For example, here's a show that has not been canceled yet -- "Boomtown" on NBC. This is one of the most critically acclaimed shows on television. It has won a Peabody Award, been nominated for a Humanitas Award, was named one of the 10 most outstanding shows of the year by the American Film Institute, and the Television Critics Association gave it Outstanding Achievement in Drama and Outstanding New Program awards -- against stellar competition.

All of that will look impressive on the headstone. "Boomtown" is dead.

Now, the producers of "Boomtown" are smart people. They really are. That's why they made a smart show. Last week NBC pulled "Boomtown" off of Friday nights and put it on hiatus, replacing it with reruns of "Law & Order: Special Victims Unit" in the 10 p.m. slot. Two things here -- even schoolchildren know that hiatus means you're doomed. And being replaced by a rerun of a show from another night? Not good.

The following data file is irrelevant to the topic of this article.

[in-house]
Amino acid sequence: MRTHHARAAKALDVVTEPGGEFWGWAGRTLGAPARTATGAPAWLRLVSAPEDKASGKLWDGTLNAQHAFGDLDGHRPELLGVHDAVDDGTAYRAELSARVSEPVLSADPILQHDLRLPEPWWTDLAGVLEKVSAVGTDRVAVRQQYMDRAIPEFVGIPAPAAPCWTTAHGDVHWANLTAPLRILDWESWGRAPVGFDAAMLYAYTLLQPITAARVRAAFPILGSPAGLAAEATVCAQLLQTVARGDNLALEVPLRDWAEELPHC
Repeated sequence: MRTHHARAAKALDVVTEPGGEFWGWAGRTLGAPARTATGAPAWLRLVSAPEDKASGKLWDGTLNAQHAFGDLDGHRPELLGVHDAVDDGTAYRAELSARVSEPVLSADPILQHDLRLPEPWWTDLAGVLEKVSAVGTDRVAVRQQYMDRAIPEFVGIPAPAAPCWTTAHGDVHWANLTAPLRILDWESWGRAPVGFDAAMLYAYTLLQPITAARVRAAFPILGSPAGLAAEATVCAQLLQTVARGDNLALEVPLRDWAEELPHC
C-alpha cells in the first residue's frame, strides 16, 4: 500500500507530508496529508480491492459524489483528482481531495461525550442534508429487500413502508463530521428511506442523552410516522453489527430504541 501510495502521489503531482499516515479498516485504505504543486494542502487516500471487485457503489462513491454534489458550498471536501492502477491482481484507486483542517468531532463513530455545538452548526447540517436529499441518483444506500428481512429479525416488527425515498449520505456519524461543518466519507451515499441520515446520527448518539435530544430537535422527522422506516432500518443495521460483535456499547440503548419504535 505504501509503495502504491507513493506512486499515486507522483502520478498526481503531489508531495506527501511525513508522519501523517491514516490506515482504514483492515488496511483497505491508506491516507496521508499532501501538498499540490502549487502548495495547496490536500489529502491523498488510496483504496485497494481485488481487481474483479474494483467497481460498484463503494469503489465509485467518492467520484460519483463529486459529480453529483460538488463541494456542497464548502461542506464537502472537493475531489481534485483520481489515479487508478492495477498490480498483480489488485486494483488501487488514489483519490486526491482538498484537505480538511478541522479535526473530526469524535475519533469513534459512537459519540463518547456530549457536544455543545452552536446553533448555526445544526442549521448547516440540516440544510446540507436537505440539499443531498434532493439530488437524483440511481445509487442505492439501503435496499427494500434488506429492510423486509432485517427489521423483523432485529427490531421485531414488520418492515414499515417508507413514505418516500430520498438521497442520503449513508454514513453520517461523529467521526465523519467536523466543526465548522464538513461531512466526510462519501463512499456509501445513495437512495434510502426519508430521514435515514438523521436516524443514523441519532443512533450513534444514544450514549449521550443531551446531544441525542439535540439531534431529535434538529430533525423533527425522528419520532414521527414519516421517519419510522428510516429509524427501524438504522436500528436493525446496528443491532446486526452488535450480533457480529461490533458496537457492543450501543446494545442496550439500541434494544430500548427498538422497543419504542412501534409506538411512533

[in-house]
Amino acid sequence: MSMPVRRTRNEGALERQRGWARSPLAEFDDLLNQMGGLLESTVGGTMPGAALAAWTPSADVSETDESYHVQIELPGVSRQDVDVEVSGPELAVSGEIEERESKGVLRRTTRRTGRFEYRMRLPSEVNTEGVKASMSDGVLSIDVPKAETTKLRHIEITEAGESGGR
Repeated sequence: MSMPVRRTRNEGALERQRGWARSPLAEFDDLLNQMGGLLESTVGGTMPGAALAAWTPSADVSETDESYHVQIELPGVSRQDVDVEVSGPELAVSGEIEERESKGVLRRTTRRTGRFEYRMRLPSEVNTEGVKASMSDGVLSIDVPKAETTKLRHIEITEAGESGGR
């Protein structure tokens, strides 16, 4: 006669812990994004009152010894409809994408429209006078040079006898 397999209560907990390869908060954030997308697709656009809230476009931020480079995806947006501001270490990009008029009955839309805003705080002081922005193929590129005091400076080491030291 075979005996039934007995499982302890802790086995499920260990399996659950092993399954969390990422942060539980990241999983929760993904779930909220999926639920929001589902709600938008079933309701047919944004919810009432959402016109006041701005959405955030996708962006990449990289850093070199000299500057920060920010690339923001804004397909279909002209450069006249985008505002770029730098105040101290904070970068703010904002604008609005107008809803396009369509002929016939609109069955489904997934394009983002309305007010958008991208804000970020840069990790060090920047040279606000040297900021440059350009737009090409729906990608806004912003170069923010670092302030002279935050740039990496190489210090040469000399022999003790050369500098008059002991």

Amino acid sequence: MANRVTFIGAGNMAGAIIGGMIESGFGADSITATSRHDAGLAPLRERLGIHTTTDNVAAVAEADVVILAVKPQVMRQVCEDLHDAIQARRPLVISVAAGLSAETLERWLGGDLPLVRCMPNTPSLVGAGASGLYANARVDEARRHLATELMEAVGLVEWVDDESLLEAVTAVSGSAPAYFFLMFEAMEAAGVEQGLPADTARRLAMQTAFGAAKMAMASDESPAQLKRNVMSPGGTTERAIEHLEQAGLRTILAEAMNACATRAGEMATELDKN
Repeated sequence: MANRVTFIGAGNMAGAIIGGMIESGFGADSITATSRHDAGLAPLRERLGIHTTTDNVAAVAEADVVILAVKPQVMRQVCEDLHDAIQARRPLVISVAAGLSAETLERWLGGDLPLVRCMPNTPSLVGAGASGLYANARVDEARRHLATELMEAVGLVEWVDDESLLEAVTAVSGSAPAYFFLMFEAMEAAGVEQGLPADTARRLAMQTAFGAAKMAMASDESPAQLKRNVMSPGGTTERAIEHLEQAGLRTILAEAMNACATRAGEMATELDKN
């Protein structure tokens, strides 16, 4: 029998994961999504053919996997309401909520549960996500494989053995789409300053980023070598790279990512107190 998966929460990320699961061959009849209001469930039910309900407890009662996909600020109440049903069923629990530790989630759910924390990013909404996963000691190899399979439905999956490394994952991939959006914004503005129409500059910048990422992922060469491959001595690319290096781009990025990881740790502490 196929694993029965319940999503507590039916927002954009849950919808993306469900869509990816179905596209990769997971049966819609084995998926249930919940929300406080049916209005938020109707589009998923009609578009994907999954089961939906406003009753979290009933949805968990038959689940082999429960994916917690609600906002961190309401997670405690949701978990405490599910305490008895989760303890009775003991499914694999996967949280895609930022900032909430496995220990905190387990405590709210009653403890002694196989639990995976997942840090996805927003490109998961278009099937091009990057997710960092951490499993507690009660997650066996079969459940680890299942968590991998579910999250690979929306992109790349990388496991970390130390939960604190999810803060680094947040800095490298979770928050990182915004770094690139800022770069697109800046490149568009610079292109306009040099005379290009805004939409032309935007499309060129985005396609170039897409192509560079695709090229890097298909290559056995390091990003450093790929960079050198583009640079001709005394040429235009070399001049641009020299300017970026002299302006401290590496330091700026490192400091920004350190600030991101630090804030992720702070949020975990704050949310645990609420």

But "Boomtown" barely survived its freshman season. It came back this year,
in large part, because it was so critically acclaimed. But NBC didn't have much faith in it and barely promoted it. The network also tinkered with the format -- less "Rashomon" and hello new cast member Vanessa Williams. When your show is pulled in the third week, you were on a very short leash. What the producers of "Boomtown" know for certain: The show is dead.

Knowing you're dead doesn't always sink in readily -- not because of denial so much, but because of the mercurial nature of television. The uncertainty of the business gives false hope. Everyone is waiting for that special "bump" -- a highly touted cameo, a crossover episode with a more popular show, a post- Super Bowl slot, perhaps, or maybe the death of your time-slot competitor, however unlikely that may be (just likely enough to have an example coming up later).